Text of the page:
President-elect Barack Obama has already laid out a comprehensive set of government reform plans, including major changes to the Bush administration’s Program Assessment Rating Tool (PART), sweeping ethics reform and a new approach toward financial regulation.
Obama laid out his plans in an 11-page memo released last month. It calls for a new chief performance officer in the White House, who will oversee a strengthened PART. Under the new program, the president would have the authority to use poor PART assessments to replace agency heads, demand improvement plans, and reduce or eliminate program budgets.
The Bush administration has said repeatedly that PART assessments do not directly correlate to an agency’s budget.
Obama would restructure many federal agencies under the plan, thinning the ranks of what he calls “Washington middle managers” and boosting staffing levels in field offices. But Obama’s government reform memo doesn’t provide specifics on how many management jobs would be cut, and which agencies would be most affected.
Obama also hopes to increase transparency, through steps like creating a searchable database of lobbyist contacts and posting complete government contracts on the Internet. His team hopes those efforts will eliminate ethical lapses like those at the Interior Department’s Minerals Management Service, where employees accepted gifts and meals from oil companies they regulated.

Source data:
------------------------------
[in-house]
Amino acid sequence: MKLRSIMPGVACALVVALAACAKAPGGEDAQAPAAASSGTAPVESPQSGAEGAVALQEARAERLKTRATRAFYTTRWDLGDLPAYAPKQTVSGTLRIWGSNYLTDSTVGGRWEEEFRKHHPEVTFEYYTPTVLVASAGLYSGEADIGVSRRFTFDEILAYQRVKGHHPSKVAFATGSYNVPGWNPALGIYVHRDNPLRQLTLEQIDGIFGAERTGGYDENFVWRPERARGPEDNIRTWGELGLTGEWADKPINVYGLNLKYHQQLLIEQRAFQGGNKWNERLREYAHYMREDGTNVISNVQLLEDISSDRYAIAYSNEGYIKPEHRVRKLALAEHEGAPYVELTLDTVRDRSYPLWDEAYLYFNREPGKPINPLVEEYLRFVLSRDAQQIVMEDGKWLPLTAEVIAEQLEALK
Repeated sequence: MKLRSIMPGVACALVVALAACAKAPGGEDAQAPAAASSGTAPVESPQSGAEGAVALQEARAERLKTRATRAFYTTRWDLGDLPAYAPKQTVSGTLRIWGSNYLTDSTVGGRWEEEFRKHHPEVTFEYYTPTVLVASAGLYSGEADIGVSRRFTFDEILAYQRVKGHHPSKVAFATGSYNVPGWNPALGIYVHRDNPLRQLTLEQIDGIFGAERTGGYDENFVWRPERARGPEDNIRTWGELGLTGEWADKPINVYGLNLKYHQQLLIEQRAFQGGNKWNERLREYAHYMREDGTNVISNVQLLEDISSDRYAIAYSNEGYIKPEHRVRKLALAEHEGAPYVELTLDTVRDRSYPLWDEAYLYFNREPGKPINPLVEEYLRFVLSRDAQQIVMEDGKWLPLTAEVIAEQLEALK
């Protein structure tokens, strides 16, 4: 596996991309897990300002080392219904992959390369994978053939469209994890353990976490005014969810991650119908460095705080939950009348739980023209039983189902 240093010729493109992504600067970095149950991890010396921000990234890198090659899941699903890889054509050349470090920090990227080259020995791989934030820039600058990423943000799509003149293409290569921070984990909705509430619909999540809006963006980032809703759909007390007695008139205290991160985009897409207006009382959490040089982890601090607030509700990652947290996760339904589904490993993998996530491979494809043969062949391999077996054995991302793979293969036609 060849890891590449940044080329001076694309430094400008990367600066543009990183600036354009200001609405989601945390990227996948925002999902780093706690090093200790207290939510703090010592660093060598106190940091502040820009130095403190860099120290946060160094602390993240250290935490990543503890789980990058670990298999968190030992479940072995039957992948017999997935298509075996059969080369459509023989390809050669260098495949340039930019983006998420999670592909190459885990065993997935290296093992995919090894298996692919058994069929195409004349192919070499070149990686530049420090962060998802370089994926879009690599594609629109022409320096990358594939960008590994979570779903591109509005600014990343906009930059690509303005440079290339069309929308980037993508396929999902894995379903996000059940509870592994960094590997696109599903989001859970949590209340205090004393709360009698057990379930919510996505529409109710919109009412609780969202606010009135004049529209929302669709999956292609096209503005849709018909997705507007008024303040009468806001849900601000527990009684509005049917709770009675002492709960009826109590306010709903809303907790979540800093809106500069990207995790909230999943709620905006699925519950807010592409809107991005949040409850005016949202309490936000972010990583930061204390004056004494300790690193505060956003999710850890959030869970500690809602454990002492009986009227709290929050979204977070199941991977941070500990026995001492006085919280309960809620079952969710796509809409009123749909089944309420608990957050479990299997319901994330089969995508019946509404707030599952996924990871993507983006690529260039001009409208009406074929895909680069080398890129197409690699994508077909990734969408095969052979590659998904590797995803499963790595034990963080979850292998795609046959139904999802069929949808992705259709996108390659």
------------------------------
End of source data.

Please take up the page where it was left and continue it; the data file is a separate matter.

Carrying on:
The plan also addresses another set of regulatory agencies making headlines: financial regulators.
“The large, complex institutions that dominate the financial landscape today no longer fit into discrete categories,” it says. “We need a streamlined system of oversight, one that reflects 21st century markets.”
Obama’s plan calls for consolidating some of the agencies, and requiring more detailed disclosures from financial institutions.
-Gregg Carlstrom, FederalTimes.com